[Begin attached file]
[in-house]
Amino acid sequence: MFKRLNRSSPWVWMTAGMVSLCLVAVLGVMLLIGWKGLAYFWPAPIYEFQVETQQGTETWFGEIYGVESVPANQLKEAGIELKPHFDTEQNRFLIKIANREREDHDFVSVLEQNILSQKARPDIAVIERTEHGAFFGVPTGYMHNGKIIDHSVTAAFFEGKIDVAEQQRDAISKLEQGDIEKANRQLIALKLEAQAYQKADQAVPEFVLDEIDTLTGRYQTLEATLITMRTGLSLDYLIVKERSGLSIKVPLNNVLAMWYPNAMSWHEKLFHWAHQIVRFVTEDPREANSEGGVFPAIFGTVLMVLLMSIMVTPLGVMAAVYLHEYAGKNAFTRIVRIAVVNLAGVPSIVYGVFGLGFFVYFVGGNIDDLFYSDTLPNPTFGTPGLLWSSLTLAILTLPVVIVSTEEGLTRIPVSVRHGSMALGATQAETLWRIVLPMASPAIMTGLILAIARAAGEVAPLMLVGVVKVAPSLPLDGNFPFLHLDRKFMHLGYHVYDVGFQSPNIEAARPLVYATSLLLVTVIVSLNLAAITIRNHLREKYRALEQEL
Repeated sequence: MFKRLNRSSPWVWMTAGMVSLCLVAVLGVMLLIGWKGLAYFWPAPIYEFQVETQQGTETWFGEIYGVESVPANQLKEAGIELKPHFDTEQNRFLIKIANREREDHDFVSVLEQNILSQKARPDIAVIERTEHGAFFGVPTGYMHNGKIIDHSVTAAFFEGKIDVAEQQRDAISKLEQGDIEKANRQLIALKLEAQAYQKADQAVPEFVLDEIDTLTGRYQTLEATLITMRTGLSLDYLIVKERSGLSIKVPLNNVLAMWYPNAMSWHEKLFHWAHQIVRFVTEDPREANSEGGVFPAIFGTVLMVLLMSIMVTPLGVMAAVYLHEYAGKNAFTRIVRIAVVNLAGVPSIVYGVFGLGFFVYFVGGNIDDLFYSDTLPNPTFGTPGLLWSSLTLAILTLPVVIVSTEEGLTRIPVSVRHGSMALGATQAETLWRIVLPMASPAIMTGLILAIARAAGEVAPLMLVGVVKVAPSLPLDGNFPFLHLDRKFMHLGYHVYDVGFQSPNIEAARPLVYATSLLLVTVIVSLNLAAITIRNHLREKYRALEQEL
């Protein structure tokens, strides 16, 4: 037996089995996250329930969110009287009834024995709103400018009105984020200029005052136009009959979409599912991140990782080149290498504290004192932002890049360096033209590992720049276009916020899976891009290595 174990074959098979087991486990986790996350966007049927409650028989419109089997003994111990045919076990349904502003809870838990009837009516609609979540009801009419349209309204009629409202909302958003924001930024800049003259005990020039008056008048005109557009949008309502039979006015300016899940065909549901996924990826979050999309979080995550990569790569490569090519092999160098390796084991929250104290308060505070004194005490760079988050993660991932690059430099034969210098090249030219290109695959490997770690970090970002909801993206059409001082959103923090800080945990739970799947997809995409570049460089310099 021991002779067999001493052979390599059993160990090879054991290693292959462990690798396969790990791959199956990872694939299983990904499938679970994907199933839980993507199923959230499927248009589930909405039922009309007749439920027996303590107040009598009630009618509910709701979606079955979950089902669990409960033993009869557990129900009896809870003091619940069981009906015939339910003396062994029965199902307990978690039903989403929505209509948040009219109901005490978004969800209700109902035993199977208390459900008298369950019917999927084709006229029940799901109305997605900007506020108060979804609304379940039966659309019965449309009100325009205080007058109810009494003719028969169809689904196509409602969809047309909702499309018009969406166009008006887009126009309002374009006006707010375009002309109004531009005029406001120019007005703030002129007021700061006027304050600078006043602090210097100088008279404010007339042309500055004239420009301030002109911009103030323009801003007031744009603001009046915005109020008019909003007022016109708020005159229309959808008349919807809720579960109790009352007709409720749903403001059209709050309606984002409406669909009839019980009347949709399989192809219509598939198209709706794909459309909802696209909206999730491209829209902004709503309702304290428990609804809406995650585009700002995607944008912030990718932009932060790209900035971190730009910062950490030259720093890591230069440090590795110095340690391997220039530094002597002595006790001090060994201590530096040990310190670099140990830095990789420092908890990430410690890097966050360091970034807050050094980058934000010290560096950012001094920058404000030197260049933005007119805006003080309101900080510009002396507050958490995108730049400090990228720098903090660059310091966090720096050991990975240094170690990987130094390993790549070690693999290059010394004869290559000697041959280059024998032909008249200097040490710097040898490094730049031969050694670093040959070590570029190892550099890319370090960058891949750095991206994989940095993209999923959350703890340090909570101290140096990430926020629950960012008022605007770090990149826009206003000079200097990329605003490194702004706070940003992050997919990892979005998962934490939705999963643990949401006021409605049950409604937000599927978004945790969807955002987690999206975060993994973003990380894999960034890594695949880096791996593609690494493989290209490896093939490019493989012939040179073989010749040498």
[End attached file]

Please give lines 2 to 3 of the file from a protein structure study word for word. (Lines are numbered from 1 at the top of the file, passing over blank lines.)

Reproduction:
Amino acid sequence: MFKRLNRSSPWVWMTAGMVSLCLVAVLGVMLLIGWKGLAYFWPAPIYEFQVETQQGTETWFGEIYGVESVPANQLKEAGIELKPHFDTEQNRFLIKIANREREDHDFVSVLEQNILSQKARPDIAVIERTEHGAFFGVPTGYMHNGKIIDHSVTAAFFEGKIDVAEQQRDAISKLEQGDIEKANRQLIALKLEAQAYQKADQAVPEFVLDEIDTLTGRYQTLEATLITMRTGLSLDYLIVKERSGLSIKVPLNNVLAMWYPNAMSWHEKLFHWAHQIVRFVTEDPREANSEGGVFPAIFGTVLMVLLMSIMVTPLGVMAAVYLHEYAGKNAFTRIVRIAVVNLAGVPSIVYGVFGLGFFVYFVGGNIDDLFYSDTLPNPTFGTPGLLWSSLTLAILTLPVVIVSTEEGLTRIPVSVRHGSMALGATQAETLWRIVLPMASPAIMTGLILAIARAAGEVAPLMLVGVVKVAPSLPLDGNFPFLHLDRKFMHLGYHVYDVGFQSPNIEAARPLVYATSLLLVTVIVSLNLAAITIRNHLREKYRALEQEL
Repeated sequence: MFKRLNRSSPWVWMTAGMVSLCLVAVLGVMLLIGWKGLAYFWPAPIYEFQVETQQGTETWFGEIYGVESVPANQLKEAGIELKPHFDTEQNRFLIKIANREREDHDFVSVLEQNILSQKARPDIAVIERTEHGAFFGVPTGYMHNGKIIDHSVTAAFFEGKIDVAEQQRDAISKLEQGDIEKANRQLIALKLEAQAYQKADQAVPEFVLDEIDTLTGRYQTLEATLITMRTGLSLDYLIVKERSGLSIKVPLNNVLAMWYPNAMSWHEKLFHWAHQIVRFVTEDPREANSEGGVFPAIFGTVLMVLLMSIMVTPLGVMAAVYLHEYAGKNAFTRIVRIAVVNLAGVPSIVYGVFGLGFFVYFVGGNIDDLFYSDTLPNPTFGTPGLLWSSLTLAILTLPVVIVSTEEGLTRIPVSVRHGSMALGATQAETLWRIVLPMASPAIMTGLILAIARAAGEVAPLMLVGVVKVAPSLPLDGNFPFLHLDRKFMHLGYHVYDVGFQSPNIEAARPLVYATSLLLVTVIVSLNLAAITIRNHLREKYRALEQEL